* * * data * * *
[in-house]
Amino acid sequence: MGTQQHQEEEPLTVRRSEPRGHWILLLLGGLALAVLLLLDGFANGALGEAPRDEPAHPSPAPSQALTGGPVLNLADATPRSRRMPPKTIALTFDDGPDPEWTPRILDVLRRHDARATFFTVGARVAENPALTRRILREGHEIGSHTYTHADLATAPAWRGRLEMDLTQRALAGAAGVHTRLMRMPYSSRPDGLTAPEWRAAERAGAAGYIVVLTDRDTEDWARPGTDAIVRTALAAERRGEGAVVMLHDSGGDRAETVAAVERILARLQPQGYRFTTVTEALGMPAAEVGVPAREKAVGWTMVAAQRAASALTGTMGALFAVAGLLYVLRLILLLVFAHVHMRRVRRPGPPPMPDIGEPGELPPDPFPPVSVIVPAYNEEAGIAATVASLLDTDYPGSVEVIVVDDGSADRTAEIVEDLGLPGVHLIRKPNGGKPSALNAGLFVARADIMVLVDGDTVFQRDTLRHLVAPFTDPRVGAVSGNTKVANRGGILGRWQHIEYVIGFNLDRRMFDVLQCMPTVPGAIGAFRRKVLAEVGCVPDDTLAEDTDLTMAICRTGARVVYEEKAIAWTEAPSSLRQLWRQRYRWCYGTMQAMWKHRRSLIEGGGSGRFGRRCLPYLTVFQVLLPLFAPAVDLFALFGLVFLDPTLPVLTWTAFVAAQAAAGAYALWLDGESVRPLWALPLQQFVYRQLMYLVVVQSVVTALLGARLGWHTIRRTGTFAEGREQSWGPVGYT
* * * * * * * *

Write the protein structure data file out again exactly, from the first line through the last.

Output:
[in-house]
Amino acid sequence: MGTQQHQEEEPLTVRRSEPRGHWILLLLGGLALAVLLLLDGFANGALGEAPRDEPAHPSPAPSQALTGGPVLNLADATPRSRRMPPKTIALTFDDGPDPEWTPRILDVLRRHDARATFFTVGARVAENPALTRRILREGHEIGSHTYTHADLATAPAWRGRLEMDLTQRALAGAAGVHTRLMRMPYSSRPDGLTAPEWRAAERAGAAGYIVVLTDRDTEDWARPGTDAIVRTALAAERRGEGAVVMLHDSGGDRAETVAAVERILARLQPQGYRFTTVTEALGMPAAEVGVPAREKAVGWTMVAAQRAASALTGTMGALFAVAGLLYVLRLILLLVFAHVHMRRVRRPGPPPMPDIGEPGELPPDPFPPVSVIVPAYNEEAGIAATVASLLDTDYPGSVEVIVVDDGSADRTAEIVEDLGLPGVHLIRKPNGGKPSALNAGLFVARADIMVLVDGDTVFQRDTLRHLVAPFTDPRVGAVSGNTKVANRGGILGRWQHIEYVIGFNLDRRMFDVLQCMPTVPGAIGAFRRKVLAEVGCVPDDTLAEDTDLTMAICRTGARVVYEEKAIAWTEAPSSLRQLWRQRYRWCYGTMQAMWKHRRSLIEGGGSGRFGRRCLPYLTVFQVLLPLFAPAVDLFALFGLVFLDPTLPVLTWTAFVAAQAAAGAYALWLDGESVRPLWALPLQQFVYRQLMYLVVVQSVVTALLGARLGWHTIRRTGTFAEGREQSWGPVGYT